So, I’ll be subjecting myself on the run up to Halloween with some “challenging” cinema, so you don’t have to or maybe it’ll influence your own Halloween viewing, either way I hope you enjoy the reviews. I’ll try and keep them spoiler free. Onto the film.
The Cook, The Thief, His Wife & Her Lover.
I came across this masterpiece when watching an interview with the director Ari Aster famous for, Hereditary, Midsomer & Beau is Afraid. Ari Aster was casually discussing his favourite films and directors; this title really caught my attention. “The Cook, the Thief, His Wife & Her Lover” is a 1989 crime drama; written and directed by Welsh director Peter Greenaway, starring Richard Bohringer, Michael Gambon, Helen Mirren and Alan Howard in the title roles. An unpleasant gangster, Albert Spicer (The Thief), brutally takes over a restaurant & subjects the employees, his wife & the customers to his horrendous practices. No behaviour is too crude for the thief, who humiliates his underlings, beats and degrades his wife, and whose treatment of the chef in the opening scene may send some patrons racing for the exits before the real horror show has even begun.
I feel it is my duty to forewarn you if you plan to watch this film that this film is tense & unpleasant. The long shots, fantastic acting & dialogue only adds to the tension. Some reviews refer to this as a dark comedy and although there is some humour, the continual sense of threat negates any relief offered by the “comedic” moments.
From the themes & imagery of Ari Aster’s films I can see why he likes this film so much. I should have known what I was getting myself into! This is a cinematic masterpiece but very difficult viewing. The violence & abuse depicted on the screen reminds one of David Lynch’s Blue Velvet. This film is not for everyone!
Peter Greenaway’s disturbing crime drama is a visual feast, cameras glide effortlessly through sets via means of long tracking shots, while contrasting colours used in the lighting & costume design paint renaissance style scenes. The attention to detail is immaculate everything revolves around the theme of food; each scene is introduced by a menu, in nearly every shot food is present. The food portrayed throughout the film & the character’s relationships to each dish, can be argued to represent, the character’s desires but also their excess & greed. Even the music revolves around the preparation of the food, knifes cut through vegetables & meat in perfect time to the musical score. Throughout the scenes in the restaurant the viewers eyes are continuously drawn to the painting “The Banquet of the Officers of the St George Militia Company” by Frans Hals. This painting dominates the background of each shot. The themes & colour coding of this painting mirrors the themes & cinematography of the film. I personally loved that there is a different colour scheme to each location, a sickly green for outside, red for the dining room & a clinical white for the toilets, this really hammers home the artistic stylisation. The character’s costumes even change colour as they walk from one location to another, thus the incredible colour pallet & renaissance stylisation is always present. It has to be said this film is cinematically beautiful, and the beauty is a true juxtaposition to the horrible scenes laid out before you.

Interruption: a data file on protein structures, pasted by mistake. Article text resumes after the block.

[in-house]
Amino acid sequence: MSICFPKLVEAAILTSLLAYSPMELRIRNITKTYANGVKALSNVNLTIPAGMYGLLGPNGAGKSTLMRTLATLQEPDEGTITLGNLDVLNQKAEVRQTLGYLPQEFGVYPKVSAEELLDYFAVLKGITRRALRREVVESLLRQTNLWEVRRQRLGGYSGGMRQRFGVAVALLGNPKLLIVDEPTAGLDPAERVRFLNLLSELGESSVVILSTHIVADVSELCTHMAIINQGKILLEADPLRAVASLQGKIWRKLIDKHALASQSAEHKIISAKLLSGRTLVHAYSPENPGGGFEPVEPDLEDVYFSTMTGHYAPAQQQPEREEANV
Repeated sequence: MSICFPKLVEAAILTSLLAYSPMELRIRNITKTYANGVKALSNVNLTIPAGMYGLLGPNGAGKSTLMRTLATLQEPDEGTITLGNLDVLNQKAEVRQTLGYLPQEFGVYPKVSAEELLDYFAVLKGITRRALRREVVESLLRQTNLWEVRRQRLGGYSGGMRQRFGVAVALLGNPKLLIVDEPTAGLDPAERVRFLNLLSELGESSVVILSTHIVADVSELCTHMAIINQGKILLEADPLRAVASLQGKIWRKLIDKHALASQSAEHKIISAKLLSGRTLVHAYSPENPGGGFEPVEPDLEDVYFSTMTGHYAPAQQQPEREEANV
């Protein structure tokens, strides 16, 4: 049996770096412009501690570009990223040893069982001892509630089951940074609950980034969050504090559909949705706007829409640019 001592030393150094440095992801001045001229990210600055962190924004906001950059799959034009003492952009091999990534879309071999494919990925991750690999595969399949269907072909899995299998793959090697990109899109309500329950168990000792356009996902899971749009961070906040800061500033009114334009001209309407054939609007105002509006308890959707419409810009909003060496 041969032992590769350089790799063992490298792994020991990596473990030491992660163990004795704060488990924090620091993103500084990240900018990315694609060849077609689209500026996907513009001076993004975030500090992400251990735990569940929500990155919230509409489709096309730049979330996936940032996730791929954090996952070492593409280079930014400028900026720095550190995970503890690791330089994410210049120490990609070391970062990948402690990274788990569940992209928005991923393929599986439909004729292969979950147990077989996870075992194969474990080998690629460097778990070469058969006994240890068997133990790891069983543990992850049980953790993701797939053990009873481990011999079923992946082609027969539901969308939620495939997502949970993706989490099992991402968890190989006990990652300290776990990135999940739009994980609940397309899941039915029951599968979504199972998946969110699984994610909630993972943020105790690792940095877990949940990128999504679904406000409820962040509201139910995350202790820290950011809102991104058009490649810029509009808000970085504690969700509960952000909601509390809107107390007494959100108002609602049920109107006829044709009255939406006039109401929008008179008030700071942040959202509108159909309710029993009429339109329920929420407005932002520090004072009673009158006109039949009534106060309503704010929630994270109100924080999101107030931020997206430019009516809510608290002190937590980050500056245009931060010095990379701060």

At another end of the spectrum, you could argue this is a political film based heavily in theme of anti-Thatcherism. perhaps a metaphor against the Poll tax & how Peter Greenaway portrayed the conservative’s treatment of the British working class in general. The main protagonists each portraying a different aspect of the political debate. For example, the architype of the Cook could represent civil servants & dutiful citizens, the Thief could represent, Thatcher’s arrogance & support of the Greedy, the Wife could represent Britain as a whole, while the Lover could represent the ineffectual opposition by the left & intellectuals.
“The Cook, the Thief, His Wife, and Her Lover” is not an easy film to sit through. It doesn’t simply make a show of being uncompromising, it is uncompromised in every single shot from beginning to end. I highly recommended watching if you think you can stomach it.